I found Fly Away Home in a Helston charity shop for 50p. We all watched it again, for the first time since 1997, a few days before Kitty was born.
It's a family animal weepie, a genre which I have seen far too many of in my time, but it's head and shoulders above the brand leader of that pack, Free Willy. It's got wonderful nature filming, good acting from Anna Paquin and Jeff Daniels, and a story that pulls the usual emotional stops, but leaves some things understated. And it's - sort of - true.
Right from the off, you're rooting for Amy (Anna Paquin). The movie opens and (more or less) closes with long sequences from her viewpoint, where the sound goes away, replaced by music. In that, it's very reminiscent of the fantastic Black Stallion, also directed by Caroll Ballard.
The movie doesn't suffer from the two-dimensional "bad guys" who are probably the most irritating feature of the animal weepie. In the other movies, the bad guys try to kill the whale, dolphin, dog, bear, reindeer or whatever animal the film's about; they usually try to kill the child hero (who's such a whingeing brat you wish they'd succeed). They also endanger the local environment with their evil money-making schemes.
At the end of these movies, the bad guys lose, of course. They get punished. But these are kids' movies, so nothing really bad can happen to them. Nine times out of ten, at the climax of the movie, the bad guys fall in the water. And that's it.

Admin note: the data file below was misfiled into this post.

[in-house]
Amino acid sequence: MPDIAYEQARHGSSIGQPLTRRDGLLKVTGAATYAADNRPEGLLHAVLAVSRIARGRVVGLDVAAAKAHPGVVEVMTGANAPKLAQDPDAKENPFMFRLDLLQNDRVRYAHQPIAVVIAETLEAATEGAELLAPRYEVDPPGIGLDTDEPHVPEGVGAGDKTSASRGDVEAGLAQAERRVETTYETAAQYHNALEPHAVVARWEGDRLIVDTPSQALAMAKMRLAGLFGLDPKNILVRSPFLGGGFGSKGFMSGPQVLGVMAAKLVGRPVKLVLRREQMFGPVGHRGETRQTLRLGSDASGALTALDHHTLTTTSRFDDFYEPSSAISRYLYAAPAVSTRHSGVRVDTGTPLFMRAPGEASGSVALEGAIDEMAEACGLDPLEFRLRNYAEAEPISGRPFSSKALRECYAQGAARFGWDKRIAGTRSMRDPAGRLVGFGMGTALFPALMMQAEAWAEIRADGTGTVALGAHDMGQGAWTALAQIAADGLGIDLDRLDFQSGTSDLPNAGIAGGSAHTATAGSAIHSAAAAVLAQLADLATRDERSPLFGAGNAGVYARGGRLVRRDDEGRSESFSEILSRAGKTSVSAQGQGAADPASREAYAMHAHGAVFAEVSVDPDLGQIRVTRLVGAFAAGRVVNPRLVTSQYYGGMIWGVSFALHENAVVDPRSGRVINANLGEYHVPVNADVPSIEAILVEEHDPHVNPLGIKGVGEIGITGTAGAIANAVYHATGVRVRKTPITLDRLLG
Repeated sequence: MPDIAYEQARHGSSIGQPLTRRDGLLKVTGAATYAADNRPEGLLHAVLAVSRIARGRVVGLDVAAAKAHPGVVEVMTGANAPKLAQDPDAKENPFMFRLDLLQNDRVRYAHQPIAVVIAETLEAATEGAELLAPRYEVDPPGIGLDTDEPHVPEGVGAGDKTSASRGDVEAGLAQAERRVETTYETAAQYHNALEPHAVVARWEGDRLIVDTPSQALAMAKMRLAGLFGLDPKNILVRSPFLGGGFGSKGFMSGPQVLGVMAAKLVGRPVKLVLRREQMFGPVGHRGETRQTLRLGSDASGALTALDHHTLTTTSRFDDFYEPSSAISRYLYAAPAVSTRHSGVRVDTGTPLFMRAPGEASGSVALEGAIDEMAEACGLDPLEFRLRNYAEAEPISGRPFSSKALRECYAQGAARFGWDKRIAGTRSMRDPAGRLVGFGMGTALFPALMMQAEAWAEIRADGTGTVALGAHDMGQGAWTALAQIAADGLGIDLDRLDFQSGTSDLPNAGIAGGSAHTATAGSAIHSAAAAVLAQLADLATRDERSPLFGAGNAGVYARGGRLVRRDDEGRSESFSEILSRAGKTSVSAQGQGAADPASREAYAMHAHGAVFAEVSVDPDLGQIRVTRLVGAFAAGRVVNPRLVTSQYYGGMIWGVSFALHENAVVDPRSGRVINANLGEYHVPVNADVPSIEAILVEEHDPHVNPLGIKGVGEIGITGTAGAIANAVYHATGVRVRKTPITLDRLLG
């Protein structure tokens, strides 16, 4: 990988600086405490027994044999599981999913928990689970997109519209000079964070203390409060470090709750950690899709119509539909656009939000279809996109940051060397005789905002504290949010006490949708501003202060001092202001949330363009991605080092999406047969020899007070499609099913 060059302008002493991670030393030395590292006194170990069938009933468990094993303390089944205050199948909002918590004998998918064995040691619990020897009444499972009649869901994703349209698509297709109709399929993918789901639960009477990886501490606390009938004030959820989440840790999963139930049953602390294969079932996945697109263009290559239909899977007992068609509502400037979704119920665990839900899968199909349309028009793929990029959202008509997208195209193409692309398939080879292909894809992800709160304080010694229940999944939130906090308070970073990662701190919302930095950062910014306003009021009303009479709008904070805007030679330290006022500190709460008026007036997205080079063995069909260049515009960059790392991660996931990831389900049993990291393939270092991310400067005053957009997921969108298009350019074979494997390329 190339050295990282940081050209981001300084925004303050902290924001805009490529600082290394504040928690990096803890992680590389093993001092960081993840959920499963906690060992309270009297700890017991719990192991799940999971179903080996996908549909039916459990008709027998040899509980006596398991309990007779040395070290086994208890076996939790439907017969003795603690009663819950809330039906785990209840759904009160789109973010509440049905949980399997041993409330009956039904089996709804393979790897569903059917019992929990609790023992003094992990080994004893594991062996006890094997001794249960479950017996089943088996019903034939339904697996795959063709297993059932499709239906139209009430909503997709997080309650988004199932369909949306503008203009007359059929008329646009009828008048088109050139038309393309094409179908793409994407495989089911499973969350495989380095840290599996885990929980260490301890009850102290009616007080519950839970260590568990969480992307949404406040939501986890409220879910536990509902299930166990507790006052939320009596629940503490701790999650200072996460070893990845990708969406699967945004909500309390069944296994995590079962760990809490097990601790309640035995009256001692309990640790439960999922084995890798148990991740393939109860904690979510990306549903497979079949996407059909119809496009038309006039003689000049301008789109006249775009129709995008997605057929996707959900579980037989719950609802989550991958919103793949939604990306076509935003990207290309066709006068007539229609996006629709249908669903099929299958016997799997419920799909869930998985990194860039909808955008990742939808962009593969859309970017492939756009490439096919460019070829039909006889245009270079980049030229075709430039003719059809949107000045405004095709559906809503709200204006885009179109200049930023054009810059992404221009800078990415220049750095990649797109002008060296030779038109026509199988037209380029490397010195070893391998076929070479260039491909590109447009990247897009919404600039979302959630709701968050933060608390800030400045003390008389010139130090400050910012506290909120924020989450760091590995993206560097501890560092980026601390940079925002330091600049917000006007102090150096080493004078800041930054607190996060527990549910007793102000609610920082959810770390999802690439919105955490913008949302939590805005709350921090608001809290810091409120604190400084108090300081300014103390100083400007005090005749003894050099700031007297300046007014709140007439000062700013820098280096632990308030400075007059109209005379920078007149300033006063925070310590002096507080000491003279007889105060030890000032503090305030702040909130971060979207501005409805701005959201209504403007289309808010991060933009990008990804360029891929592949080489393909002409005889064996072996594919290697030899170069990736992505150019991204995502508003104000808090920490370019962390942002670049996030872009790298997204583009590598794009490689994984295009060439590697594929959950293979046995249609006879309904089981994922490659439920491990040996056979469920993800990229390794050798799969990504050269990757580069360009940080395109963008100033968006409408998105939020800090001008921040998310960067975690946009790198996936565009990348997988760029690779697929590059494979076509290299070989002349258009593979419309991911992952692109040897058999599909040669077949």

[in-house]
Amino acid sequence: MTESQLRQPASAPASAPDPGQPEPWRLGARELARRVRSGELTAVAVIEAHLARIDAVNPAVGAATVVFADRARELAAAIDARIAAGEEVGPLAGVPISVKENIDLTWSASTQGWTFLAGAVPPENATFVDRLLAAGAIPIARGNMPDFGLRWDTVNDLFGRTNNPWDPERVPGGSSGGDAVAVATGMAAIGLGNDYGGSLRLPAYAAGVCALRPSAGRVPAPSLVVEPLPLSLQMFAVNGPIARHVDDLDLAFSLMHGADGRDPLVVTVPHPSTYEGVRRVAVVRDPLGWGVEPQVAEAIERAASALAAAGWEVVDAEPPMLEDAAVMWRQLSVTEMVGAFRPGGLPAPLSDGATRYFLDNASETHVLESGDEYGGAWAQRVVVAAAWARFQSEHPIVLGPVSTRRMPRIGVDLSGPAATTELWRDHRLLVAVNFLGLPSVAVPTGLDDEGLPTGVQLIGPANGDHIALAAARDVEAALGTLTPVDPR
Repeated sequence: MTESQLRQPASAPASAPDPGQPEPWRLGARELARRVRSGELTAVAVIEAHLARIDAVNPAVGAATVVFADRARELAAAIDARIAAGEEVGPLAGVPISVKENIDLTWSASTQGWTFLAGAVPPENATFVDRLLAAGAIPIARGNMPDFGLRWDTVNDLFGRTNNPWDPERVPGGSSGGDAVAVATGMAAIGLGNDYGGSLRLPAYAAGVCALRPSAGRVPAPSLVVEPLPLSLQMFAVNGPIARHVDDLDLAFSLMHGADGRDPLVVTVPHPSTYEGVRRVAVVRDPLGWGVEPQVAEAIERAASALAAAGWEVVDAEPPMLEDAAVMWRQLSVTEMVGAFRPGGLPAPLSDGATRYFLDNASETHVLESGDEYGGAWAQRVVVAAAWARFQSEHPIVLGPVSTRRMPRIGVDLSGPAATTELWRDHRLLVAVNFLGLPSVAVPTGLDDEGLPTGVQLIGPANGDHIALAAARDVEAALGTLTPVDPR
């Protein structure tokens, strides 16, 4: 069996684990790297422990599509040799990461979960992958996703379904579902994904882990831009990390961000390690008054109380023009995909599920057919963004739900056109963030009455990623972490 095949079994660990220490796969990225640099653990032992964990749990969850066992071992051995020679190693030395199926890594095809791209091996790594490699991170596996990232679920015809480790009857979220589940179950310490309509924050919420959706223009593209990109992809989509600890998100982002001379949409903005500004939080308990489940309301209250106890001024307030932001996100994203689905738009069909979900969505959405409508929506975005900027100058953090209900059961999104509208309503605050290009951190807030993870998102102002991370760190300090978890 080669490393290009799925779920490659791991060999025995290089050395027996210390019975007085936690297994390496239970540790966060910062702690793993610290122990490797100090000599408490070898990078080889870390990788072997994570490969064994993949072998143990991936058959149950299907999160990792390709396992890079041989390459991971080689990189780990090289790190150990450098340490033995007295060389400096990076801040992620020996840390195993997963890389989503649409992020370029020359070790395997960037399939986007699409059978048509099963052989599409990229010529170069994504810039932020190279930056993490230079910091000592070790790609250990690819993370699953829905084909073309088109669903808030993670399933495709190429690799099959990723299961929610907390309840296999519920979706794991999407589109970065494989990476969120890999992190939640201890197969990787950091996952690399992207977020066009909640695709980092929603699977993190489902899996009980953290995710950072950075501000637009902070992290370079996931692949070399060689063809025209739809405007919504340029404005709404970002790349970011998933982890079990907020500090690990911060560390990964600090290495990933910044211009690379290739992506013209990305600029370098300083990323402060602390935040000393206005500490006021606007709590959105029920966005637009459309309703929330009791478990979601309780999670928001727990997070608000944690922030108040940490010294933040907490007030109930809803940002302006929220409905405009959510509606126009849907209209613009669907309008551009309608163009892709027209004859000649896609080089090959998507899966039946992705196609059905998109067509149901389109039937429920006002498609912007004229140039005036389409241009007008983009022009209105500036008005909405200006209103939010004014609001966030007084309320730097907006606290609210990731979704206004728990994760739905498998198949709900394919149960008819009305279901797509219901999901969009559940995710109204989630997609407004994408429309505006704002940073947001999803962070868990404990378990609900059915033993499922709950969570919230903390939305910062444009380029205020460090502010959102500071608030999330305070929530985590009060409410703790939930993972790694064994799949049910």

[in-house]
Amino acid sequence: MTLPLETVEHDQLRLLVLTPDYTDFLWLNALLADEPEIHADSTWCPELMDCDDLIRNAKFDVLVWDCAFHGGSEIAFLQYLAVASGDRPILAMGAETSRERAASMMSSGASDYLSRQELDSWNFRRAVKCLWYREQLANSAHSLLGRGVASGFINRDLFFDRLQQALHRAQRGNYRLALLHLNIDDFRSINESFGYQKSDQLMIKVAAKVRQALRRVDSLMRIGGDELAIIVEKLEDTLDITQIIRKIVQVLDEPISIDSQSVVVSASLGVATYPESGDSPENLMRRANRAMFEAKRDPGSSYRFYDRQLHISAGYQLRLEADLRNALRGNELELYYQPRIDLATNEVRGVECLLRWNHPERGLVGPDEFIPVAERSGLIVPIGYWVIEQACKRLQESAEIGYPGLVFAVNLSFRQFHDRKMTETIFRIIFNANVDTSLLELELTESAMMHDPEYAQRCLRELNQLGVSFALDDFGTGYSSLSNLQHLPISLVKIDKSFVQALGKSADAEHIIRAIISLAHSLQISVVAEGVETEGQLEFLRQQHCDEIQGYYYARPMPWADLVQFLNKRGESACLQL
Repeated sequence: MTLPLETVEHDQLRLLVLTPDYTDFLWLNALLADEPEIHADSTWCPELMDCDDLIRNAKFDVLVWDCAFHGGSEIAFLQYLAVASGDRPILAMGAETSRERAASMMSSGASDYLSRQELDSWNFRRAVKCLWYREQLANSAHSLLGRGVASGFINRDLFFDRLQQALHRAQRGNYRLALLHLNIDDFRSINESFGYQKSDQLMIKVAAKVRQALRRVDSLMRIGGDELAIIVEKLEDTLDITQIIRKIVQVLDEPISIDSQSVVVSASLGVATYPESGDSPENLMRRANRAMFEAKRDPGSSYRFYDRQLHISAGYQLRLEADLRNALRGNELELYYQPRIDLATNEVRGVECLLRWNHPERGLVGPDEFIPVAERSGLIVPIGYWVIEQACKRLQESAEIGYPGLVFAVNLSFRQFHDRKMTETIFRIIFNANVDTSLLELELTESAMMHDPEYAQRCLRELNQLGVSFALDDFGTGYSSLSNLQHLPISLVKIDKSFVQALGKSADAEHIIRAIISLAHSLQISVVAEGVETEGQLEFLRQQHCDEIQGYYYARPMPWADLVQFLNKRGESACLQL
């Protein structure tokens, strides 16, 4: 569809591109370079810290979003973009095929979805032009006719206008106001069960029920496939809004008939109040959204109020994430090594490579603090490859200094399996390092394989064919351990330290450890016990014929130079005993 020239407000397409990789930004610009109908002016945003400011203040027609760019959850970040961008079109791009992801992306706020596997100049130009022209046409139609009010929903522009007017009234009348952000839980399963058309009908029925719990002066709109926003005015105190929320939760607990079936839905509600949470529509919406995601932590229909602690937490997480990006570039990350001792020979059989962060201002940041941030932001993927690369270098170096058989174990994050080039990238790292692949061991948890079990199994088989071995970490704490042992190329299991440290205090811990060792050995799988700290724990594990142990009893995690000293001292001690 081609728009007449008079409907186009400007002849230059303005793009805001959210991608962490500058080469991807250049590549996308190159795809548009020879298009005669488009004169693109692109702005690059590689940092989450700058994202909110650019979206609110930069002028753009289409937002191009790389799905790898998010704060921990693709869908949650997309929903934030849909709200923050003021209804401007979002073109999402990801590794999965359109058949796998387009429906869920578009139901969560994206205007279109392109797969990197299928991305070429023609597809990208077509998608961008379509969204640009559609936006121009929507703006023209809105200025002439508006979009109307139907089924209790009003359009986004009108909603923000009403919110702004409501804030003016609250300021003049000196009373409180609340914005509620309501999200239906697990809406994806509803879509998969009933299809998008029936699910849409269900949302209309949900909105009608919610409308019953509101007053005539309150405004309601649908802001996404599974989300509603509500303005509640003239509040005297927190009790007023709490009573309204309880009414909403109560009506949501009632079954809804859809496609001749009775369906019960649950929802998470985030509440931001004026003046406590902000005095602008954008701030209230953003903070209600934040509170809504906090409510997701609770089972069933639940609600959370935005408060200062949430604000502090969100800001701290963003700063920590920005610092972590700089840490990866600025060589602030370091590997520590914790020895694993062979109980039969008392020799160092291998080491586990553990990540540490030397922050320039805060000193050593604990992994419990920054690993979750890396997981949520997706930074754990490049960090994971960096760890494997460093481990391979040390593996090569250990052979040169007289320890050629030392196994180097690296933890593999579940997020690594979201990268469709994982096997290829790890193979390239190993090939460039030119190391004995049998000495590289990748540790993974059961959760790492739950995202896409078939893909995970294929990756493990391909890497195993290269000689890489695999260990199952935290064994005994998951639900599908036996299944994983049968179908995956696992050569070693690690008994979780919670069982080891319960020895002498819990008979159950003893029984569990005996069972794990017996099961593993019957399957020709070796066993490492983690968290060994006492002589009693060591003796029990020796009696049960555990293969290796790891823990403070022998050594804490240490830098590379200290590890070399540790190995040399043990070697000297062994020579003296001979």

Fly Away Home has a game warden who's not a bad guy - he's against developers but tries to play by the rules. And at the end, a developer just sighs and turns off his JCB. Much more satisfying, much more true.
How true is the movie in the factual sense? I was disappointed to find that Amy is completely invented. There was no girl-with-no-mother, who led her geese to freedom. That whole part of the story is constructed - including a childhood in New Zealand to explain Anna Paquin's accent.
But the dad is based on Bill Lishman, a real sculptor, inventor and pioneer. He was involved in the film, which came out only three years after he really did lead a flock of geese from Canada to the US (a story which apparently everyone else heard of but I missed somehow). He "imprinted" geese for the film, to follow the actors, and the planes they used. His Operation Migration is now working with Whooping Cranes.
I'm impressed by the speed with which they got the story together, and got the film made.
And there's something else. The video box tells me it's the "RSPB's Flim of the Year". I can see that, and the RSPB does sell DVDs, but does it have a film of the year every year? What other movies got the award? Chicken Run? The Birds?